Immigrants and their children have become a significant segment of American society. Immigrants migrate from various countries possessing diverse backgrounds, beliefs, customs, and languages1. Families migrate for multiple reasons but all share in the stress of migration that can have lasting effects on the immigrant family. Once these families arrive, they are challenged with adapting to a new language, customs, roles, and activities1. This can result in conflict between parents and their children, as children readily adapt to the new culture which can differ from their parent’s beliefs and expectations. Children may turn to others for advice, experience divided loyalties, and confusion regarding their cultural identity1.

Another significant factor in migration is the existence of undocumented parents. In immigrant families, approximately 4.5 million of US citizen children live in families where at least one member is undocumented with an authorized status2. Since the 1990s, there has been a growing number of deportations due to stricter laws so the risk of deportation is a real threat that families may face2. This threat challenges families who are dealing with multiple socioeconomic stressors resulting in psychological difficulties1. Immigrants also face the fear of reporting abuse to authorities and the inability to access both medical and mental health services1,2. Children of these family’s risk developing emotional distress, poor academic performance, physical illness, and developmental delays2,3. If a parent is detained, this can have devastating effects on the child, leaving them without adequate childcare and the reversal of family roles as the remaining parent struggles to meet the family’s needs2.

Furthermore, another potential outcome of detainment is a parent’s difficult decision to either remain separated from their child through deportation or to have the child accompany them back to their country of origin2. Detainment itself can lead to negative effects on both the individual and family, resulting in anxiety, depression, trauma, poor school performance, and increased risk of suicide3. If the separation persists, these children can even be at risk for drug use, poor interpersonal relationships, and even delinquent behavior2,3.  The immigrant community is also impacted by a family’s risk of deportation through increased fear, unreported crime, violence due to fear of discovery, and mistrust of authorities2.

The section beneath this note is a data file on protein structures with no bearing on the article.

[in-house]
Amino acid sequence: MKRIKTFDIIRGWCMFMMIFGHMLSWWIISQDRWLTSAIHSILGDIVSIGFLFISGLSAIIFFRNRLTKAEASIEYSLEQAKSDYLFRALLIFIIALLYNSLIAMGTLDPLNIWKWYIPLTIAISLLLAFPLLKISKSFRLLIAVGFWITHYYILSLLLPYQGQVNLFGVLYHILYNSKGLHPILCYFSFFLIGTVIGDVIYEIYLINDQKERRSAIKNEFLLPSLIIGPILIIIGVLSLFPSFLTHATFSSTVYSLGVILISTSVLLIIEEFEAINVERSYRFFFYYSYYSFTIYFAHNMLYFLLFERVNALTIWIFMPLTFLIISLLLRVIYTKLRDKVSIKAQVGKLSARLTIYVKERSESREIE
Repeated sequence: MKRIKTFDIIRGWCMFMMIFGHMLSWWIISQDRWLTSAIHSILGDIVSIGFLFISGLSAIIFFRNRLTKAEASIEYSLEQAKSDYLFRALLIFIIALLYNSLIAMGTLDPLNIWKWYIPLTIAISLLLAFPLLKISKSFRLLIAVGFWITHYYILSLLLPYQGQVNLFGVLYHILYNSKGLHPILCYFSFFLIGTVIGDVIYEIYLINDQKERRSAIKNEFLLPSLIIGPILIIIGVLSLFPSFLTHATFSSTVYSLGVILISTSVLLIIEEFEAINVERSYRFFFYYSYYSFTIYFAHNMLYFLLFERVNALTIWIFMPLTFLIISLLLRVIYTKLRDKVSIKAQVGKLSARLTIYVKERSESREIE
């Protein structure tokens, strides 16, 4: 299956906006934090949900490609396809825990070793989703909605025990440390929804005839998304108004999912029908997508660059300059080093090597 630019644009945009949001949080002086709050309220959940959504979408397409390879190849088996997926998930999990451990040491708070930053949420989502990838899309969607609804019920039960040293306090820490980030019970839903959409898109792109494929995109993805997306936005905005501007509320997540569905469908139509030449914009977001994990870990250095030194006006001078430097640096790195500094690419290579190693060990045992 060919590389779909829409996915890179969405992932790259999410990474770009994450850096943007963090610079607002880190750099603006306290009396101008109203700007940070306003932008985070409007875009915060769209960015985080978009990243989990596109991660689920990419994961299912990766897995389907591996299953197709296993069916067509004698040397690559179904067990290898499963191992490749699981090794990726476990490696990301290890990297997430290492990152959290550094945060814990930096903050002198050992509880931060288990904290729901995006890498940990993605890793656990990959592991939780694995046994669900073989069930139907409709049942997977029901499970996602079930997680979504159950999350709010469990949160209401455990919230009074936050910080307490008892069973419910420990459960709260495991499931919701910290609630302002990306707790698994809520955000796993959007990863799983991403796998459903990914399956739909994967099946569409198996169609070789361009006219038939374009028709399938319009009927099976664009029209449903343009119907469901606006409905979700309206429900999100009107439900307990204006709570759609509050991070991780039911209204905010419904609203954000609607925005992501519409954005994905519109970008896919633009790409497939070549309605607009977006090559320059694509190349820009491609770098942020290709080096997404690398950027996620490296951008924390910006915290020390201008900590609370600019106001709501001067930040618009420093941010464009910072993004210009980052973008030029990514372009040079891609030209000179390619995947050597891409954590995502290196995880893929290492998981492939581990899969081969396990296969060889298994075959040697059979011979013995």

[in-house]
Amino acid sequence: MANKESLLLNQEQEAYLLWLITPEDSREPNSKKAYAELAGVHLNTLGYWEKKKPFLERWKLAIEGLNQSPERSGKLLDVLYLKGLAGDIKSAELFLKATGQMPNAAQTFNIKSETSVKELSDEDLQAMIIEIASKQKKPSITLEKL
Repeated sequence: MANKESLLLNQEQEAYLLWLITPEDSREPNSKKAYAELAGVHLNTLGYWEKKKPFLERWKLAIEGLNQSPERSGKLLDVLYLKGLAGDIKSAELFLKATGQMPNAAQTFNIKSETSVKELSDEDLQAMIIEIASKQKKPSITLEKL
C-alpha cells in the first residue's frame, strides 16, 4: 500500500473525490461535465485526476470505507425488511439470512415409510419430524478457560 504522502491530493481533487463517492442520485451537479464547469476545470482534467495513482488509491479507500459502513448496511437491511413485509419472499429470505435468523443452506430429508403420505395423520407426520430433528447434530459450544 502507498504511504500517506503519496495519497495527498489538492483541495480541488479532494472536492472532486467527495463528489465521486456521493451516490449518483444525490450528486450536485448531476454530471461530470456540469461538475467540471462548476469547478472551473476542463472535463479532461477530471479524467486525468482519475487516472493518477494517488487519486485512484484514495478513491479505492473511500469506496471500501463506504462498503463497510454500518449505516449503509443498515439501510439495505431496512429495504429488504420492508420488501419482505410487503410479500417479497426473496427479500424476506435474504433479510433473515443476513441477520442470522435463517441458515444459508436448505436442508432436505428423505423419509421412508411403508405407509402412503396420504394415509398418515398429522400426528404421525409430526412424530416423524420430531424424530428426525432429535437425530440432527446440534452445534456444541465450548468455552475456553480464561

Although there have been recent efforts to improve the immigration process through advocacy groups as well as President Trump’s recent signing of an executive order putting an end to family separation, the process of detainment still negatively affects children and their families3. Mental health professionals, advocates, and researchers agree that families must be provided support to address mental health problems that can occur throughout the migration process1. This support can be challenging as immigrants may hesitate to receive services due to fear of deportation, cultural beliefs, and barriers to accessing treatment. In addition, if treatment is not culturally sensitive, it may result in lack of trust and improper treatment based on an inaccurate assessment1. Therefore, it is important that mental health professionals be knowledgeable on how to modify treatment to be more culturally sensitive in order to improve outcomes. This includes the need to understand an individual’s perspective, coping skills, prior history, and the emotional impact of migration1. Further steps can also include increasing a clinician’s self-awareness through supervision, use of professional and community resources, and utilizing culturally sensitive practices1. Mental health professionals, educators, and others who work with immigrant families must continue in their efforts to advance research, improve clinical practice, and understand the complexity of the migration process1.


  1. APA Presidential Taskforce on Immigration (2013). Working with immigrant origin clients: An update for mental health professionals.
  2. Brabeck, K. M., Lykes, M. B., & Hunter, C. (2014). The psychosocial impact of detention and deportation on U.S. migrant children and families. American Journal of Orthopsychiatry, 84(5), 496–505.
  3. Ducharme, J. (2018). Detaining families may also cause mental health issues. Retrieved from